http://www.sheldonbrown.com/chains.html

The advice you've been given is dead serious. The Park tool is pretty much crap. I have one decorating the bottom of my tool box. A nice 12" machinist scale can even be used on the bike with more accuracy than a Park chain checker.

You shouldn't have to monitor wear frequently. With really good maintenance, a chain won't reach 1/16 inch per foot elongation for 10-20,000 miles. I might check mine every 2000 miles, but I keep getting the same answer, almost no measureable elongation, even after 5500 miles, my chain shows about 1/16" over four feet.
 

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Discussion Starter · #15 ·
C-40 said:
Every modern chain has a bushing, but as I correctly steated, it's formed into the side plates. Chains haven't had separate bushings for over 20 years.

http://www.sheldonbrown.com/chains.html

The advice you've been given is dead serious. The Park tool is pretty much crap. I have one decorating the bottom of my tool box. A nice 12" machinist scale can even be used on the bike with more accuracy than a Park chain checker.

You shouldn't have to monitor wear frequently. With really good maintenance, a chain won't reach 1/16 inch per foot elongation for 10-20,000 miles. I might check mine every 2000 miles, but I keep getting the same answer, almost no measureable elongation, even after 5500 miles, my chain shows about 1/16" over four feet.

Thanks but your not really telling me anything I don't already know. Zero actually... I didn't ask for the history of modern chains nor for opinions about the gauge. However, again, that is true in that the plate is 3-dimensionally shaped and it acts as bushing but there aren't specific or separate bushings. It's plates, pins and rollers. They all wear with use and abuse to varying degrees which adds up to an elongated chain.
 

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Discussion Starter · #16 ·
Keeping up with Junior said:
The quick check is important. With three riders and a dozen bikes hanging in dark corners of the basement using a ruler for a quick check of chain status would be quite an ordeal and would not happen as often as it should. With the chain checker I can check all dozen chains without moving any bikes or removing any chains. Keep in mind using a ruler in a dark corner of my basement while I am looking at it upside down is just as likely to result in an errant reading. Less frequently or when the chain checker starts to show wear I will use the ruler approach.
Precisely.


Keeping up with Junior said:
As for the original post I would say not very much pressure. Maybe compare to how much pressure it takes to open a metal pop can top.

Thank you for answering my question, I appreciate it.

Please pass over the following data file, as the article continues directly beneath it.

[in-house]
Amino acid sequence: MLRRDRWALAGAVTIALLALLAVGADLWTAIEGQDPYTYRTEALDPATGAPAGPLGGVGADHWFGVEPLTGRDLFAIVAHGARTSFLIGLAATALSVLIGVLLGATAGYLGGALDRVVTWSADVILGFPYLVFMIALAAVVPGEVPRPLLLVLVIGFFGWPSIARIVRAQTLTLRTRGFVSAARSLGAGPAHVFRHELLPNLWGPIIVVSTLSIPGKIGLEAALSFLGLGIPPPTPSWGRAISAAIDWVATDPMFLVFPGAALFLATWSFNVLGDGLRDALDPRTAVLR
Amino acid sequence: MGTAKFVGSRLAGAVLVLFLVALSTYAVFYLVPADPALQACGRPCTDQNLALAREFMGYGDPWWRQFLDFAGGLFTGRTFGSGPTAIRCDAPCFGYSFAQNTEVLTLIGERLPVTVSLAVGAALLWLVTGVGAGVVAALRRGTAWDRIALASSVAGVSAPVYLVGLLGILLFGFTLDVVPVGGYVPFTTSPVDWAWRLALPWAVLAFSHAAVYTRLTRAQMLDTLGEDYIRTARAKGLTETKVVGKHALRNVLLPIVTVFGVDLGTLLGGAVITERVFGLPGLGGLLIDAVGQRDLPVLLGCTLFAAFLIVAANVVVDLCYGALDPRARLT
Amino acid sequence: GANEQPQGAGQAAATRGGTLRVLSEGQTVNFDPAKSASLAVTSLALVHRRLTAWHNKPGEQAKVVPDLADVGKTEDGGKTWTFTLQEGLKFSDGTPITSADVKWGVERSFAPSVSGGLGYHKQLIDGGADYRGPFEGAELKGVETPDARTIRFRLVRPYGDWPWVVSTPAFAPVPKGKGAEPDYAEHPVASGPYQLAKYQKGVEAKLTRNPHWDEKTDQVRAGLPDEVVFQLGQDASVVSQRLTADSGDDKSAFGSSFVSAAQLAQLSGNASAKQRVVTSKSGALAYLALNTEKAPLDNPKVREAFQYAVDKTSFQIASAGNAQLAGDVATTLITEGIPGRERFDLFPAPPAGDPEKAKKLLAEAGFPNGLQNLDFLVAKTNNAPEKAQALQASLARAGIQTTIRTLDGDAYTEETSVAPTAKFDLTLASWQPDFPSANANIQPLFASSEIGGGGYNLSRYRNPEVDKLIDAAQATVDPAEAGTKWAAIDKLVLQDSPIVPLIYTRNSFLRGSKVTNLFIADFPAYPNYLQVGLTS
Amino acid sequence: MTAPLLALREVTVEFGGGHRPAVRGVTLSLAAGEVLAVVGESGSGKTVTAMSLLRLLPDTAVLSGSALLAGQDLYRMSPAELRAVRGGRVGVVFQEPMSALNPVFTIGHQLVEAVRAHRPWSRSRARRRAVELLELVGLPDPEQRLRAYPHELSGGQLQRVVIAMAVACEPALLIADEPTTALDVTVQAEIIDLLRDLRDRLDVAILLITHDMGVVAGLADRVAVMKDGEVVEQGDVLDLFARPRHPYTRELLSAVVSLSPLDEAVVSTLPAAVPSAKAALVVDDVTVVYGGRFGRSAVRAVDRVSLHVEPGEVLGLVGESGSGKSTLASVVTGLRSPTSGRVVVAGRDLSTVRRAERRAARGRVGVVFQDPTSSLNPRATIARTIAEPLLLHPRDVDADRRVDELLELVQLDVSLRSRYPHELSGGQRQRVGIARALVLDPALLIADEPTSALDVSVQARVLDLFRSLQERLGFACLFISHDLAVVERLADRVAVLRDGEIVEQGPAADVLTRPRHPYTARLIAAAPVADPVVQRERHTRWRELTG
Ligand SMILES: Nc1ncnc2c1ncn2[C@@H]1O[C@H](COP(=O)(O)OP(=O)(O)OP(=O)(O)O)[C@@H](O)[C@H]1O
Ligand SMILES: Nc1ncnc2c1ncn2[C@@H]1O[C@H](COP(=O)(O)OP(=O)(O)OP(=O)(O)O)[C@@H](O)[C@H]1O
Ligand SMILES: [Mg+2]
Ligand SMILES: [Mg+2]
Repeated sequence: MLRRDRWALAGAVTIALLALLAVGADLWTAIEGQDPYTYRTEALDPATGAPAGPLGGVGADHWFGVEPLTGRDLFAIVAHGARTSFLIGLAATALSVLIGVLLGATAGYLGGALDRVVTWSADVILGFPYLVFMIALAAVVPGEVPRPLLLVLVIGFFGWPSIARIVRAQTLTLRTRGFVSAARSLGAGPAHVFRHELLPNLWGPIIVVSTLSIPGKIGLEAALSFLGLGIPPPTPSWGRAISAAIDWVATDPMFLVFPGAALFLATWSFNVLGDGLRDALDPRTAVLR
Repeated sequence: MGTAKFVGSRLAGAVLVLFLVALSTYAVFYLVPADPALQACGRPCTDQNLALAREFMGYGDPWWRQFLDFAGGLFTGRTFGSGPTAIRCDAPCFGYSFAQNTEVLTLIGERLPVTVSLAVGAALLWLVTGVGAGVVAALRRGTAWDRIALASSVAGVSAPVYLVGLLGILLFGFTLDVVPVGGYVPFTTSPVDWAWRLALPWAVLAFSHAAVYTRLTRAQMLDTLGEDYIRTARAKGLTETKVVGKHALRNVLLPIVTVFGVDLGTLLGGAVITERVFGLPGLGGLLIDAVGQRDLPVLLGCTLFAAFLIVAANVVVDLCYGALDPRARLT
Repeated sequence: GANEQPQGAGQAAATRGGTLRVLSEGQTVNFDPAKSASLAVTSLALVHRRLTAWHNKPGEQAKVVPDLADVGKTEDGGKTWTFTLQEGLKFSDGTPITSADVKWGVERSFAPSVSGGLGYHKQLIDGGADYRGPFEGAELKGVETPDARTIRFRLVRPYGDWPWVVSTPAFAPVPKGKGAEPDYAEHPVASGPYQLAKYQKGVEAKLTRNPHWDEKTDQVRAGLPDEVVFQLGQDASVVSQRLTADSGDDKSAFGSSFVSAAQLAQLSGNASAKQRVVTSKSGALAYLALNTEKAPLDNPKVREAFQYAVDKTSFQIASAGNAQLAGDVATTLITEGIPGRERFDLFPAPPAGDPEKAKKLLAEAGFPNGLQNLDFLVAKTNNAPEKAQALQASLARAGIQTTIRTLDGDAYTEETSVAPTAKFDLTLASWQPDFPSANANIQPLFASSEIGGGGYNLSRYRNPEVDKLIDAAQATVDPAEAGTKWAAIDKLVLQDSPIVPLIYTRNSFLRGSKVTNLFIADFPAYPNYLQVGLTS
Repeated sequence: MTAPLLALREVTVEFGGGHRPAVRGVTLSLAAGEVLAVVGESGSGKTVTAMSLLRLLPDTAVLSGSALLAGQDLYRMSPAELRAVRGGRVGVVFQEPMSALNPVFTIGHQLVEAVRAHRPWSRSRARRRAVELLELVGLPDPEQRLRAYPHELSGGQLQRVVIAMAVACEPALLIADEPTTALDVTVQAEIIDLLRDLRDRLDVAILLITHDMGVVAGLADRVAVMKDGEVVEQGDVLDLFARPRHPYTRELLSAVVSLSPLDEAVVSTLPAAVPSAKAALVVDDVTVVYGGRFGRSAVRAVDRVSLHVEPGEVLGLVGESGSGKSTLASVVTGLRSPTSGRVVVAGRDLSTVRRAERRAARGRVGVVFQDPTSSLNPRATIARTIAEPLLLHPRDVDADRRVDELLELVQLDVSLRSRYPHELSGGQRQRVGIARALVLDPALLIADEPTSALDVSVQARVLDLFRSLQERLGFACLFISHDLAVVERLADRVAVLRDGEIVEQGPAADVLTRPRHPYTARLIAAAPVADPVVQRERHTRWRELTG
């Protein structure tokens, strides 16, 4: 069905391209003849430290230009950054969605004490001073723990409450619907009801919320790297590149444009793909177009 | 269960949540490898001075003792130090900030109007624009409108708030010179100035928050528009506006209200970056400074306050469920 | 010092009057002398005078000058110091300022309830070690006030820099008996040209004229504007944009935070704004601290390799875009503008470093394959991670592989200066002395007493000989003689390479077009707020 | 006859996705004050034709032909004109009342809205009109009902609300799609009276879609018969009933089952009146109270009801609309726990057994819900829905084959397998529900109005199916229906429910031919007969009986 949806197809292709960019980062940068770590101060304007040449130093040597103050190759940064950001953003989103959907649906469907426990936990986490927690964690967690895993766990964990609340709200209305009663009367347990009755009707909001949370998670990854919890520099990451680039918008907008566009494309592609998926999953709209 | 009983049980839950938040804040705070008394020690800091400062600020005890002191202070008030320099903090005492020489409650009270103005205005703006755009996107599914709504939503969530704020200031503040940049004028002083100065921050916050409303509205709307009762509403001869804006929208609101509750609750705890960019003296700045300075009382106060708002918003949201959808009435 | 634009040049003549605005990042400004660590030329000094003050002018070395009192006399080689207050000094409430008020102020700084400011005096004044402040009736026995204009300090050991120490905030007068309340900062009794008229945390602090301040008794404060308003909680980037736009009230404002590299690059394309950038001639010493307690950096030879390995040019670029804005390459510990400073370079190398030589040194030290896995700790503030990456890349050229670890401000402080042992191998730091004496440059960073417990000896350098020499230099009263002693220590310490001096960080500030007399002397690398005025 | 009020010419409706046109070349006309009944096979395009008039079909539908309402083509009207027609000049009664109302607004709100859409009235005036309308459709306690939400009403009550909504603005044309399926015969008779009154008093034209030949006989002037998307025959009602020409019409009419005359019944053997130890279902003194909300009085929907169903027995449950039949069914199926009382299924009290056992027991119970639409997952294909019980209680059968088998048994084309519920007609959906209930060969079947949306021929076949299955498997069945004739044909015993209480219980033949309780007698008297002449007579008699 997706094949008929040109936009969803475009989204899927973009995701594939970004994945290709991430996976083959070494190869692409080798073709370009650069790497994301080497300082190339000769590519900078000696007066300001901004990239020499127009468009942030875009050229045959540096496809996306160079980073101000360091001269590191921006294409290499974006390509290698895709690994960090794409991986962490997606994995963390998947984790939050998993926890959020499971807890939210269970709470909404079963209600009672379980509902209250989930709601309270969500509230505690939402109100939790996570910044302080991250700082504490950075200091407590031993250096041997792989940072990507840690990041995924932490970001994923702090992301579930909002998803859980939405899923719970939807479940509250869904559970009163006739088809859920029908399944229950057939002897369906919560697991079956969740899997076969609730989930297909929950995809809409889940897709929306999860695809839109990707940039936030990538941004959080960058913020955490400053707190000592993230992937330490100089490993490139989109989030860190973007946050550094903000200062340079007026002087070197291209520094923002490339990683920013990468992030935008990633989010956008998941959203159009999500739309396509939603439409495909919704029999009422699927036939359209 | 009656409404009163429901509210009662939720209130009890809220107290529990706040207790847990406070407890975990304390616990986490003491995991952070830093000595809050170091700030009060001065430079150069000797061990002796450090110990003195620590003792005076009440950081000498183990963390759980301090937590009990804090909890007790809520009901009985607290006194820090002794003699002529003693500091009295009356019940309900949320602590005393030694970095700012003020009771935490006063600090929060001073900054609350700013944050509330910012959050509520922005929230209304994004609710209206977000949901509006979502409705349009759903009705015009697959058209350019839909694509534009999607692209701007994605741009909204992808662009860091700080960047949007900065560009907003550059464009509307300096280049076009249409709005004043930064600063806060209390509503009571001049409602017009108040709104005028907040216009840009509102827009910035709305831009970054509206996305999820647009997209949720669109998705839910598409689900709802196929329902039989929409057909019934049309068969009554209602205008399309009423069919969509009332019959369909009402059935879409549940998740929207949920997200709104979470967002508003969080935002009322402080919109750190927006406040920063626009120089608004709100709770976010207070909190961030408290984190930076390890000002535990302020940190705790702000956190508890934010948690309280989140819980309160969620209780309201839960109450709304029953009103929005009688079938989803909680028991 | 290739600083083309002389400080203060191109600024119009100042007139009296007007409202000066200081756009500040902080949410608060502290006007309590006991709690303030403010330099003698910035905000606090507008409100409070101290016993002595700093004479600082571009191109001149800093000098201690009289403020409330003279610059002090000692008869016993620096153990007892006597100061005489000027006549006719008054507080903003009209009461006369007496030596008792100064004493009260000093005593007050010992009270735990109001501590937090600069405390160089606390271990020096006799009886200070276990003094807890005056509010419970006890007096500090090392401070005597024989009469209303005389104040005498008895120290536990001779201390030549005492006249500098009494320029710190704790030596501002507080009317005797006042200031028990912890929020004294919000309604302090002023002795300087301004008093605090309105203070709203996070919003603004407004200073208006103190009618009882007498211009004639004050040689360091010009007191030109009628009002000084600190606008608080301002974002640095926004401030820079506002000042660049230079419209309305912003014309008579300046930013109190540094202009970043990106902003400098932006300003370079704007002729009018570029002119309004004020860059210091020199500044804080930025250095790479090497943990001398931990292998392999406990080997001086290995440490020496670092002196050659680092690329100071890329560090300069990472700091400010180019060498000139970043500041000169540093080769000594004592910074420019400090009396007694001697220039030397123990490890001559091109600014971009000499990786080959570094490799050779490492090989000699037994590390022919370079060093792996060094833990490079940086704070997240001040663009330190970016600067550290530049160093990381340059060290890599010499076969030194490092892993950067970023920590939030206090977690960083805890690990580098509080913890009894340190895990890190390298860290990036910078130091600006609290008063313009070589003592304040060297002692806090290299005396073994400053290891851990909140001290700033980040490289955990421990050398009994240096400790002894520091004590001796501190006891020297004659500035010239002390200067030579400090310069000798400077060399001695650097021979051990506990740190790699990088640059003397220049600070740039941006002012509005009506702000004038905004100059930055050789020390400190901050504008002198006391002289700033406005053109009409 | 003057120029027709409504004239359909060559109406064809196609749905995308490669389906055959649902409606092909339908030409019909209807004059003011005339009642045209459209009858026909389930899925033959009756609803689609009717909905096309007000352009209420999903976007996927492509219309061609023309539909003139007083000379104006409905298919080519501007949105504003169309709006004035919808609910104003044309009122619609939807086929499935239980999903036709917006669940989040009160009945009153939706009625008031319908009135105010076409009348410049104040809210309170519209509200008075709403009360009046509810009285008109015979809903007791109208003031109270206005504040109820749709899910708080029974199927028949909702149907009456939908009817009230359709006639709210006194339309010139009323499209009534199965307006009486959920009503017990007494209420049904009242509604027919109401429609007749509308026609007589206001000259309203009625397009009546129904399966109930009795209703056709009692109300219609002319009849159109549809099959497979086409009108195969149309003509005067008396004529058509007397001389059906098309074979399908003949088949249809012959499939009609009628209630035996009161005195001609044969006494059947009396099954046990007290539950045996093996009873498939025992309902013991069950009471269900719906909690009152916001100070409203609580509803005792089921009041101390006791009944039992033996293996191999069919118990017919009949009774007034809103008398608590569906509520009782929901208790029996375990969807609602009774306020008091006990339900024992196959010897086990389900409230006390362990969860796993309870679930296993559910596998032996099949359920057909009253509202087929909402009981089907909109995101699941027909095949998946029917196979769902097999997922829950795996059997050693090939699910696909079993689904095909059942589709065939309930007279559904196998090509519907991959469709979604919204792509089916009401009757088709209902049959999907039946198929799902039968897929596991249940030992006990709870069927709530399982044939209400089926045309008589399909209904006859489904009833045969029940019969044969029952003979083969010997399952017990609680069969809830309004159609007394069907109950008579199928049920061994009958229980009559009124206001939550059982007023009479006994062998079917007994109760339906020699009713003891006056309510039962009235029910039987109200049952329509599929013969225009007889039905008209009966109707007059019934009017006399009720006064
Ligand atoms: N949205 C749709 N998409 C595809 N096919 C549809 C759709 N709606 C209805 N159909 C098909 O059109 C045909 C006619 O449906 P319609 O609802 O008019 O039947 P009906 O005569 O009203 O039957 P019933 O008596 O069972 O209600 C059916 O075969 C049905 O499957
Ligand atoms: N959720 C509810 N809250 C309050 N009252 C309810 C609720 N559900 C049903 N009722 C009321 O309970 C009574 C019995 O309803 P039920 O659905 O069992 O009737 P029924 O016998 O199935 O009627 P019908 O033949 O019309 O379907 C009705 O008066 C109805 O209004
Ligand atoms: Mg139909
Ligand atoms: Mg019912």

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Simple to do

Chainstay said:
What standard do you use? How much stretch is too much? Isn't bushing to bushing distance the cause of excessive wear on cogs?

I use the chain checker and compare it to a new chain. A new chain comes in at about .25 and I will replace a chain that is up over .75
Campagnolo's recommendation for chain replacement is 0.5% elongation, and that means 1/16" in 24 links (12"). IME, there is no reason to remove the chain from the bike. After the weekly clean/lube, I just lay a ruler along the lower chain run and can easily see how much elongation there is. The tension applied by the derailleur is enough to get an accurate reading.
 

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Discussion Starter · #18 ·
Thorn Bait said:
I agree the ruler is better - but for the chain checker I have found you have to stop pressing the moment you meet resistance. I find otherwise it makes you change chains a lot more often. Even then it doesn't do as well as the ruler.

Yeah I agree but for it's worth I think it has some utility which perhaps you may agree with.
Being conservative and changing chains more often isn't such a bad thing. The cost won't kill me. Thanks for your answer and thoughts. I appreciate it.
 

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I use both, steel ruler and Park chain checker. After getting a feel for the chain checker I now get consistant results between the two measurements. I trust the ruler more but find the chain checker to be useful.

With the chain checker just take all of the slack out.

With either method it's best to check various parts of the chain, they don't always wear evenly around the full length.

Al
 

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If you prefer to use a chain checker, get one without moving parts such as the Rohloff Caliber 2. They may not be as accurate as measuring 12", but get the job done well enough and without much ambiguity (the checker will either fall between the links or not).